Since you will be buying an SRT, I thought that you might like to read about its history.
Performance vehicles are a Chrysler tradition. In the 1950s, an elite team of Chrysler engineers set out to extract extreme horsepower from existing engines. The team created new manifolds featuring long-tube intake runners. The innovative design helped engines ingest more air, translating into improved performance. The new induction system was called “Ramcharger,” and the team behind the technology adopted that name. The Ramchargers’ new engine produced enormous amounts of power, leading to success on the drag strip during the 1960s and 1970s.
Fast forward to the 1989 North American International Auto Show in Detroit, where Dodge amazed crowds with its sleek Viper concept. The project, initiated by then-company president Bob Lutz and Carroll Shelby, was described as the successor to the AC Cobra. Planned by Tom Gale (father of Jeff Gale, the lead exterior designer of the 2008 Challenger SRT), its simplistic yet muscular shape paired with a killer 8.0-liter V-10, thrust the Viper into the spotlight. People raved about the Viper and it was approved for production a few weeks later. With the dawn of the V-10 powered supercar, emerged a group of devoted engineers. Team Viper worked to hone the supercar’s performance for street and racing. This would lead to endurance race victories in the late 1990s.
Meanwhile, a separate, dedicated team, “Team Prowler,” completed work on the 1993 Plymouth Prowler concept car. When the first Prowler rolled off the assembly line, four years later, Chrysler integrated the two specialty groups in a single entity- Special Vehicle Engineering. At last, Chrysler’s elite teams were working together under a single roof to create eye-catching niche vehicles.
In 2002, Chrysler made an announcement that would forever change the enthusiast landscape. Lead engineer, John Fernandez and Viper guru, Herb Helbig, took to the auto stage to announce the creation of Performance Vehicle Operations (PVO). The newly formed group leveraged existing resources to improve Chrysler’s high performance focus. PVO celebrated by unveiling the Viper-powered Dodge Ram SRT10, flanked by the Dodge Neon SRT4 and Viper SRT10.
Since all PVO vehicles wore the SRT badge, the PVO development team was renamed SRT in 2004. All PVO creations wore the Street and Racing Technology badge (see photos, below).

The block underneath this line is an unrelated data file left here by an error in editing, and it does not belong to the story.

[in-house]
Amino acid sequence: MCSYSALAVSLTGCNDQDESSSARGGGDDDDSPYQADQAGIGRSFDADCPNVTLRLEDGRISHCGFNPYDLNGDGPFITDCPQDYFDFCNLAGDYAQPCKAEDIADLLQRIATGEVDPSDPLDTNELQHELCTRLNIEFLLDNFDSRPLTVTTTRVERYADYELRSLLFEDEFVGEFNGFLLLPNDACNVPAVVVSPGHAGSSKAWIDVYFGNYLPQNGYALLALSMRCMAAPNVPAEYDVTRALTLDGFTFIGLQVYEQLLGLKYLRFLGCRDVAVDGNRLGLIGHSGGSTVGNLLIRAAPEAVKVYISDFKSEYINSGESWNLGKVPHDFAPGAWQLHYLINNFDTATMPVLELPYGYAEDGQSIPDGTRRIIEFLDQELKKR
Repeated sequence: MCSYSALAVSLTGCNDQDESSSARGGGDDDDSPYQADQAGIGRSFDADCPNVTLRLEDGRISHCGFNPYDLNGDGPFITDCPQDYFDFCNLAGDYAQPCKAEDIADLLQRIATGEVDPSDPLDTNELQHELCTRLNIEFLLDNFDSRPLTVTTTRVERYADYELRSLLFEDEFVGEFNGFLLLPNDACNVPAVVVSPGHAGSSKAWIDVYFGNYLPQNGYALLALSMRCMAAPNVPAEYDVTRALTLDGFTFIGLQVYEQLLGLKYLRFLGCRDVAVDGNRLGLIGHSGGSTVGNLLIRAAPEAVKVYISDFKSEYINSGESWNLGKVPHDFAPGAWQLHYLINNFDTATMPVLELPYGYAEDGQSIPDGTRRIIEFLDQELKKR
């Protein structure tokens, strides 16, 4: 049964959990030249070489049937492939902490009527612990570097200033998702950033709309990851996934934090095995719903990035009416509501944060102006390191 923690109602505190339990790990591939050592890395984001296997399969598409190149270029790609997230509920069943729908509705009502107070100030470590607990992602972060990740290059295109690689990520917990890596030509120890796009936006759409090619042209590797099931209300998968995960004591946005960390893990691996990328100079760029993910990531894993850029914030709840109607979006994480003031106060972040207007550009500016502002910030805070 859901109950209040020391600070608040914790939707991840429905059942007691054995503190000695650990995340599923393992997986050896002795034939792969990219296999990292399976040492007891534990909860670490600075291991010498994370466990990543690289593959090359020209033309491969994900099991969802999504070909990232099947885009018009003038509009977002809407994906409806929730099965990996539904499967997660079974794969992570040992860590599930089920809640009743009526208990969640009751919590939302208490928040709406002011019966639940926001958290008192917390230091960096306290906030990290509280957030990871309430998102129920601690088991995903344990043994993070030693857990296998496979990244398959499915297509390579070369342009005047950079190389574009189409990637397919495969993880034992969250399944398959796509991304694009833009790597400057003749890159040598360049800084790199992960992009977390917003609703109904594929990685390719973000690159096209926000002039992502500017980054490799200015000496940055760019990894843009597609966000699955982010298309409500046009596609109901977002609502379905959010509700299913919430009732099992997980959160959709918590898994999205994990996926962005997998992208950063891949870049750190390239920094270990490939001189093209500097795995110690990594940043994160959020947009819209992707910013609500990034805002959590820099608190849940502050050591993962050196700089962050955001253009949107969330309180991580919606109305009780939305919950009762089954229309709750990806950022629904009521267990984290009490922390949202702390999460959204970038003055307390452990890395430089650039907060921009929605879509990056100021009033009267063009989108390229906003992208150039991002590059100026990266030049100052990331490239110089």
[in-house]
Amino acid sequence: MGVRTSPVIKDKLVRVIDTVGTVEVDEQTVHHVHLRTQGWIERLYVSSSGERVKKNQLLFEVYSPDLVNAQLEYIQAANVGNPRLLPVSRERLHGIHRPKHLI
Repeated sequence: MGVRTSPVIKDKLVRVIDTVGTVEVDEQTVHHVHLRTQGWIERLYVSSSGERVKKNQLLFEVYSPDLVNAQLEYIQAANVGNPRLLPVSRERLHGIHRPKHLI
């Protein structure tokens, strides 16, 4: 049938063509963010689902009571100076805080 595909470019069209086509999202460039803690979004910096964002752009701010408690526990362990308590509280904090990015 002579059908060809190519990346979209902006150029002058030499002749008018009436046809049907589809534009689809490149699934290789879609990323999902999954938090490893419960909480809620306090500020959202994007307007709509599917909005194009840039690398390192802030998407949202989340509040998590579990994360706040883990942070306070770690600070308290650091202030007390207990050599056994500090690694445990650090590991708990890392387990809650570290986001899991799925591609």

In 2012 Chrysler implemented a plan to turn SRT into a separate brand under the Chrysler Group umbrella. During the 2013 and 2014 model years, the Dodge Viper was sold under the model name SRT Viper. This proved unsuccessful and, in May 2014, the SRT brand was re-consolidated under Dodge, with former SRT CEO Ralph Gilles continuing as senior vice president of product design and also as the CEO and president of Motorsports.
Since 2004, many Chrysler performance models have worn the SRT badge. They include the Chrysler 300 (SRT8), Charger (SRT8), Challenger (SRT8), Caliber (SRT6), Neon (SRT4), Grand Cherokee (SRT8) and Viper (SRT10). As the years have past, the horsepower has grown immensely, from 425 hp. with the 6.1 Hemi., to 485 hp. with the 392, to 707 hp. with the SC 6.2 Hellcat, to 797 hp. with the SC 6.2 Hellcat Redeye and finally to 808 hp. with the SC 6.2 Demon. What an accomplishment for the SRT team!
Thanks Cuda that was a interesting read.
I was a Chevy guy in my younger year then went to being a Ford somewhere along the line and in 2015 sold my F350 4x4 and went with FCA Ram 3500 4x4. In Oct. 2018 sold my last Ford car and went to my daily driver FCA Dodge Challenger.
I wanted a Challenger SRT with a 392, but couldn't see wearing one out as a DD and putting 25 to 30k miles a year on it so went with the SXT V6 for better fuel economy. Figure when i retire in 3 yrs the SXT will be worn down with over 130k miles and I will get a SRT for myself as a going away present to myself. ( leaving the working rat race )
Then I plan on traveling around the USA checking gas prices in different states. LOL
I'm almost there!